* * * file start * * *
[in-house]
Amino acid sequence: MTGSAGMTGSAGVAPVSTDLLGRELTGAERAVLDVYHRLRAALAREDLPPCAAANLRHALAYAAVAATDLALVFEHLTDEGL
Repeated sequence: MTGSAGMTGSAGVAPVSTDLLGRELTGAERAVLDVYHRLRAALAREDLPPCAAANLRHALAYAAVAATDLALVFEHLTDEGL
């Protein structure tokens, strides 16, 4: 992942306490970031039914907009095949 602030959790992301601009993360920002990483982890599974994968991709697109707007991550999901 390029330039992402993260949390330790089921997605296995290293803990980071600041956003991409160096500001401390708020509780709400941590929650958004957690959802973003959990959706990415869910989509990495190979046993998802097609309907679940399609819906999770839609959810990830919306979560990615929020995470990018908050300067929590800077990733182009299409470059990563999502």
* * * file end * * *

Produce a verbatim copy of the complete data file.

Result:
[in-house]
Amino acid sequence: MTGSAGMTGSAGVAPVSTDLLGRELTGAERAVLDVYHRLRAALAREDLPPCAAANLRHALAYAAVAATDLALVFEHLTDEGL
Repeated sequence: MTGSAGMTGSAGVAPVSTDLLGRELTGAERAVLDVYHRLRAALAREDLPPCAAANLRHALAYAAVAATDLALVFEHLTDEGL
């Protein structure tokens, strides 16, 4: 992942306490970031039914907009095949 602030959790992301601009993360920002990483982890599974994968991709697109707007991550999901 390029330039992402993260949390330790089921997605296995290293803990980071600041956003991409160096500001401390708020509780709400941590929650958004957690959802973003959990959706990415869910989509990495190979046993998802097609309907679940399609819906999770839609959810990830919306979560990615929020995470990018908050300067929590800077990733182009299409470059990563999502």